Do happy hens hatch more females? We want to hear your stories, if you've been lucky hatching pullets

halefamily_flock

Songster
Sep 16, 2020
329
827
176
Southeast Misssouri
I was browsing through a separate thread on using extremely high temps to hatch only females, and came across several very interesting replies from @LaFleche, sharing experiences hatching high ratios of pullets from hens with low levels of stress. It inspired me to create a new thread, to try to collect stories from other lucky hatchers around the world. Wouldn't it be wonderful if we could identify common practices for achieving more pullets, and having fewer extra cockerels to dispense with, simply by making our hens happier and reducing stress in the flock? Call me optimistic, but it is almost Christmas so the spirit is in the air. :wee

I'll start with my story. I've been extremely *lucky* in hatching. So far, across 3 hatches at 3 different times of year (February, August, December), involving a minimum of 4 roosters and 7 hens, I've hatched 28 of 30 eggs. Of those, 18-20 were pullets. That's up to 70% pullets! That includes my most recent hatch (13 eggs), which is a little too early to know for sure on a couple of them, but looks to be 70-85% pullets. In any case, I'm well above the 50/50 ratio that would be expected.

Here are some of the quotes, from the other thread, that inspired me. Rather than reply over there, and risk hijacking their thread and/or being drowned out by the discussion of high heat in the incubator, I thought I would do it here and get things started...

Yes, I have since I took care to have more relaxed hens. With my wonderful Kraienköppe I had mostly female chicks, last hatch was 2.14 = 2 male and 14 female.

Congratulations! That is an amazing result.

Neither cold nor heat is favourable as is causes stress.

My flock is subject to both. Here in the middle of the USA, we have summers regularly 95 F/35 C with spikes that go even higher. The chickens free range over a large area and have access to shady, breezy spots. This summer, I created "cooling stations" in shady spots around the farm, with plenty of water and even added an industrial fan to generate a breeze. Even still, you can see my hens were suffering from the heat (including the Dominiques who gave me lots of pullets!) The eggs for my August hatch were collected in conditions similar to this.
Hot_dominiques_summer2020.JPG


hot_hamburg_summer2020.JPG


The last few days have been less than 40 F/4 C during the day and down to 21 F/-6 C at night. I don't use any supplemental heat in coop (it's non-insulated metal with a concrete floor), just extra straw & hay bedding and deep litter method to generate some heat.
Dec2020_winterflock1.JPG


I try to keep conditions as close to nature as possible, and have started breeding to strengthen the hardiness of the flock. For example,
  • Crossing the Spitzhauben with single combed and rose combed hens, to try to give them more heat tolerance
  • Reducing comb & wattle size of the Legbars for more cold tolerance
  • Only selecting the most predator savvy roosters & hens for breeding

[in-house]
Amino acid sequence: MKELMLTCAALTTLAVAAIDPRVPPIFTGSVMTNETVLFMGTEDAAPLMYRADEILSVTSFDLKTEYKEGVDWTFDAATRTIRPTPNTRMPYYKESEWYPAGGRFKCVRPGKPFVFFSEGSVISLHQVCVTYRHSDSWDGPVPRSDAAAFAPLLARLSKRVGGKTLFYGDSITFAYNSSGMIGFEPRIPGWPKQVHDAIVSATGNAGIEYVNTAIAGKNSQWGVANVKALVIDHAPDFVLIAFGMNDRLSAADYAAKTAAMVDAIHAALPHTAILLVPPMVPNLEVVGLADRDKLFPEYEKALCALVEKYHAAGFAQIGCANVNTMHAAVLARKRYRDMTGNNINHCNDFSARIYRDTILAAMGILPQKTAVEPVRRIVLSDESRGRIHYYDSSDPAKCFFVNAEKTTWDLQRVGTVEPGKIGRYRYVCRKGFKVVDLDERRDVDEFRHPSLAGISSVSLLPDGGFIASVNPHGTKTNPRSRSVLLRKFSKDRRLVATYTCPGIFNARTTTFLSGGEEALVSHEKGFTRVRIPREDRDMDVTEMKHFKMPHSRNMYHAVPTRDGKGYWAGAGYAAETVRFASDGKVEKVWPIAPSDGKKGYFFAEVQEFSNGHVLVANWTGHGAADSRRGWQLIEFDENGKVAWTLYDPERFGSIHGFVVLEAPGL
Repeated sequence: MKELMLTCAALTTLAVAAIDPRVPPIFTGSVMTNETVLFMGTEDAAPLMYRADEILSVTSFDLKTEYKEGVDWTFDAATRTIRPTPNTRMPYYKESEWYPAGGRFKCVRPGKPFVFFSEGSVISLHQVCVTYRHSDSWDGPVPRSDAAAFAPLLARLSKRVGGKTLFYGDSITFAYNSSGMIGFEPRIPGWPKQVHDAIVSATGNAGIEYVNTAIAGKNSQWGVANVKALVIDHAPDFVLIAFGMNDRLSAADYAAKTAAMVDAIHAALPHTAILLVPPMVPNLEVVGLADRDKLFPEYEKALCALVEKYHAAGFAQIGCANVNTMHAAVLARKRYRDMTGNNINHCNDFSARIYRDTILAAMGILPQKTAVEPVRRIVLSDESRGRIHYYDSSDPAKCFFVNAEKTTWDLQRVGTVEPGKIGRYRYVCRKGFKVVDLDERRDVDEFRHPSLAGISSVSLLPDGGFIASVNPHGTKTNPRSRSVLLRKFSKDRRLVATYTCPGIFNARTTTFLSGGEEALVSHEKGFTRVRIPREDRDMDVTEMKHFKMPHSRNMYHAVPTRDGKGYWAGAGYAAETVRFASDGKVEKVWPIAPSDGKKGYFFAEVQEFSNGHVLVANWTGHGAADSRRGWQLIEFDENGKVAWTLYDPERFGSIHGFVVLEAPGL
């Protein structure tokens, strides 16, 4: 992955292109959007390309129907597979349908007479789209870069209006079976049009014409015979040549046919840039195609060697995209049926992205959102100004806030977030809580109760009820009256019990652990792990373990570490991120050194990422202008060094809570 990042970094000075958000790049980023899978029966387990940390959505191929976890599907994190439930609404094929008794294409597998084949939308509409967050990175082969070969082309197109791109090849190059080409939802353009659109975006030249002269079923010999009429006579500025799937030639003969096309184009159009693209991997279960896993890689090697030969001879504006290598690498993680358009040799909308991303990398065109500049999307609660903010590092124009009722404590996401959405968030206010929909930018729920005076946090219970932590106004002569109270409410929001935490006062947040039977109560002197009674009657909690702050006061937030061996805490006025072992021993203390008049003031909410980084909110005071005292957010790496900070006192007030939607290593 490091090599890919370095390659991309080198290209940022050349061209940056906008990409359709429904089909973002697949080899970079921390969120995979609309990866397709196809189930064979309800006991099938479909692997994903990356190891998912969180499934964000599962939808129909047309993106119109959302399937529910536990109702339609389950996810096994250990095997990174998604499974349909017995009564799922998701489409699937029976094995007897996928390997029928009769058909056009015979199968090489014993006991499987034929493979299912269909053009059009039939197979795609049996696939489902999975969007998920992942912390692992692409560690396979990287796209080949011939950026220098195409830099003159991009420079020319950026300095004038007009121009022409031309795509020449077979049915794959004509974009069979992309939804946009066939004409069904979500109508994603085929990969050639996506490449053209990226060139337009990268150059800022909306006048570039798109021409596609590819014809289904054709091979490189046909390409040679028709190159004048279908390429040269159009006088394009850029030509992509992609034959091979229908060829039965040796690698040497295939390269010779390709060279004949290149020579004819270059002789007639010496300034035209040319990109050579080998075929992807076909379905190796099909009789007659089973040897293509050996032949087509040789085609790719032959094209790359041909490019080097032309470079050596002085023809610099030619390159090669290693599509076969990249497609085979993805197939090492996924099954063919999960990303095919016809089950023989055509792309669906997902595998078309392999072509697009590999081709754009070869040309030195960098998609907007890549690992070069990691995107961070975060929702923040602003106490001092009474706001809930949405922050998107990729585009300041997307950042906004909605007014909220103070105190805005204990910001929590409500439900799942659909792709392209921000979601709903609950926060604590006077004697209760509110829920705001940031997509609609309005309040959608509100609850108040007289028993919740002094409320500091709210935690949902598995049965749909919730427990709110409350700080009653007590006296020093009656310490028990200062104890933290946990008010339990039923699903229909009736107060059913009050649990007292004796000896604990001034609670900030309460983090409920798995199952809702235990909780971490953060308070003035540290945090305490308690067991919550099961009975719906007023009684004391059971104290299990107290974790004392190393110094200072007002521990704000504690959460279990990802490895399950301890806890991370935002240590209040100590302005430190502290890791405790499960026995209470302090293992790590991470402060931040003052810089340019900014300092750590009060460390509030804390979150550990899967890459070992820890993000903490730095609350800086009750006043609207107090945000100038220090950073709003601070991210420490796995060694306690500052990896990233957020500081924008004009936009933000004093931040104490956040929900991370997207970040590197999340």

• Only keeping roosters in the flock who get along well with others and don't overuse the hens, so I can increase my overall rooster to hen ratio for better predator protection, etc.
If [a hen] does not like the rooster she will have more male offspring, some hens even expel the semen after mating if they do not like the rooster.

This is very interesting! My most recent hatch, earlier this month, was the first time I separated some of the hens and roosters to create specific hybrids. I put up a temporary fence to create a breeding coop & run area. I took care to put up the fencing in a way that allowed the chickens inside the fence to hang out with the chickens outside the fence, in one of their favorite areas. I had just as many hens break into the breeding pen as break out, so I don't think it added any stress. One Cream Legbar hen kept breaking out of the pen daily, so I figured I would let her stay out with her favorite rooster (Spitzhauben) in the free range flock instead. That combination yielded 100% sex-linked pullets (2 of 2). My Olive Egger hen in the free range flock also had this same rooster as her favorite, although his brother was also free ranging with him. She gave me 100% sex-linked pullets (3 of 3).

Inside the breeding pen, I started with the Cream Legbar rooster I liked the most, but the hens clearly did not. After about a week together, they were still not getting on, so I swapped him out with my other Cream Legbar rooster. (The rooster the hens rejected was sent to freezer camp.) The hens took to Legbar #2 right away and became noticeably happier in the pen. Because they weren't sex-linked, I can't be sure about all of my 2-week-old Legbar-Dominique hybrids and Legbar-Olive-Egger back crosses, but feather patterns indicate at least 50% pullets, and possibly up to 75%.

Please add your stories of pullet-hatching-luck and ideas for keeping your flock happy and stress free!
 

JacinLarkwell

Crossing the Road
Mar 19, 2020
16,057
32,782
861
South-Eastern Montana
I have a hen that is the mother to 10 chicks I know of. 9 females and one male. But that's over 2 times and I don't think it has to do with her being happy otherwise all of my birds in her group should be doing the same
 

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